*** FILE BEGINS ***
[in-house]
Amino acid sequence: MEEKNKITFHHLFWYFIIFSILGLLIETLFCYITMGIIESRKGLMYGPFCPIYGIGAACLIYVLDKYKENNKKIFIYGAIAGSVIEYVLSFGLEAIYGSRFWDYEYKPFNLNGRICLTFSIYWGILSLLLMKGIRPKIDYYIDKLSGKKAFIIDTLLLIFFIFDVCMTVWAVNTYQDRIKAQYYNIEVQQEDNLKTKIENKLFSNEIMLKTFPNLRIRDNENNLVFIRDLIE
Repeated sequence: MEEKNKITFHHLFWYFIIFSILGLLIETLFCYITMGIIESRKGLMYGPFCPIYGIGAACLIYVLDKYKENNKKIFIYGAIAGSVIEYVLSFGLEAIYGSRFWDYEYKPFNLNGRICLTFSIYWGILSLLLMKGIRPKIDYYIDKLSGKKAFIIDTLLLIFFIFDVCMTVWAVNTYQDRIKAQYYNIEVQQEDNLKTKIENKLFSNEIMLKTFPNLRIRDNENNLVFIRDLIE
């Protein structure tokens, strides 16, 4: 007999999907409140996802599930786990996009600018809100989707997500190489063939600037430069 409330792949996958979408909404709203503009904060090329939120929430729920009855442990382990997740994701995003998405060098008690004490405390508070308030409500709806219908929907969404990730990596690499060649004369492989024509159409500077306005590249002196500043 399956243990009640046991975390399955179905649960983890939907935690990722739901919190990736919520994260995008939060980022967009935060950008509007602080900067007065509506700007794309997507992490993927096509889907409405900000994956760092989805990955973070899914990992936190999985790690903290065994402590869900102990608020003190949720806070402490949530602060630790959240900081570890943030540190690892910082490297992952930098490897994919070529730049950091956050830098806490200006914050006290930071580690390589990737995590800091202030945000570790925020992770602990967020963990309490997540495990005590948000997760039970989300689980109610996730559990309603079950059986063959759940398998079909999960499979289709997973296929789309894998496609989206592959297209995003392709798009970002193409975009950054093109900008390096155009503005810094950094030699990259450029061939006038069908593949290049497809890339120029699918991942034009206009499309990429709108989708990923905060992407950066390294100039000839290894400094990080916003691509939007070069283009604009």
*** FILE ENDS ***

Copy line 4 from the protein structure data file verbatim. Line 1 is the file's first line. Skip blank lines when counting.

């Protein structure tokens, strides 16, 4: 007999999907409140996802599930786990996009600018809100989707997500190489063939600037430069 409330792949996958979408909404709203503009904060090329939120929430729920009855442990382990997740994701995003998405060098008690004490405390508070308030409500709806219908929907969404990730990596690499060649004369492989024509159409500077306005590249002196500043 399956243990009640046991975390399955179905649960983890939907935690990722739901919190990736919520994260995008939060980022967009935060950008509007602080900067007065509506700007794309997507992490993927096509889907409405900000994956760092989805990955973070899914990992936190999985790690903290065994402590869900102990608020003190949720806070402490949530602060630790959240900081570890943030540190690892910082490297992952930098490897994919070529730049950091956050830098806490200006914050006290930071580690390589990737995590800091202030945000570790925020992770602990967020963990309490997540495990005590948000997760039970989300689980109610996730559990309603079950059986063959759940398998079909999960499979289709997973296929789309894998496609989206592959297209995003392709798009970002193409975009950054093109900008390096155009503005810094950094030699990259450029061939006038069908593949290049497809890339120029699918991942034009206009499309990429709108989708990923905060992407950066390294100039000839290894400094990080916003691509939007070069283009604009």